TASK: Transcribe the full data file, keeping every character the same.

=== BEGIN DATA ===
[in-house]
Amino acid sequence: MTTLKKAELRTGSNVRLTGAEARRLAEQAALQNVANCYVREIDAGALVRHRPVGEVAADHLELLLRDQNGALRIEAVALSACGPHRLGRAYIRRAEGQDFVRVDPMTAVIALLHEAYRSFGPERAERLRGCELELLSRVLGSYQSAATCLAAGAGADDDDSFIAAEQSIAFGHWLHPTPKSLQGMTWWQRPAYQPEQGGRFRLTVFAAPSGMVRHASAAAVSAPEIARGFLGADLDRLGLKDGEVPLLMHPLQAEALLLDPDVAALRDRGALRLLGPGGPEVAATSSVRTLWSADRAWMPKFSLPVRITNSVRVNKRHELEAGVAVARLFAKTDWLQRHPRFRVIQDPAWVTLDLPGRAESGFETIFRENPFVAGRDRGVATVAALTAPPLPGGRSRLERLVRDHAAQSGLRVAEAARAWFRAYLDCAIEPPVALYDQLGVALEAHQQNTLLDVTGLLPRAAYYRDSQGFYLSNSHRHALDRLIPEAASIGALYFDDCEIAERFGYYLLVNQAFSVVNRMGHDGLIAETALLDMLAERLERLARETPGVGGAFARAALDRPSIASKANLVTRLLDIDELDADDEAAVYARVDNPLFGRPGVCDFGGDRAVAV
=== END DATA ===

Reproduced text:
[in-house]
Amino acid sequence: MTTLKKAELRTGSNVRLTGAEARRLAEQAALQNVANCYVREIDAGALVRHRPVGEVAADHLELLLRDQNGALRIEAVALSACGPHRLGRAYIRRAEGQDFVRVDPMTAVIALLHEAYRSFGPERAERLRGCELELLSRVLGSYQSAATCLAAGAGADDDDSFIAAEQSIAFGHWLHPTPKSLQGMTWWQRPAYQPEQGGRFRLTVFAAPSGMVRHASAAAVSAPEIARGFLGADLDRLGLKDGEVPLLMHPLQAEALLLDPDVAALRDRGALRLLGPGGPEVAATSSVRTLWSADRAWMPKFSLPVRITNSVRVNKRHELEAGVAVARLFAKTDWLQRHPRFRVIQDPAWVTLDLPGRAESGFETIFRENPFVAGRDRGVATVAALTAPPLPGGRSRLERLVRDHAAQSGLRVAEAARAWFRAYLDCAIEPPVALYDQLGVALEAHQQNTLLDVTGLLPRAAYYRDSQGFYLSNSHRHALDRLIPEAASIGALYFDDCEIAERFGYYLLVNQAFSVVNRMGHDGLIAETALLDMLAERLERLARETPGVGGAFARAALDRPSIASKANLVTRLLDIDELDADDEAAVYARVDNPLFGRPGVCDFGGDRAVAV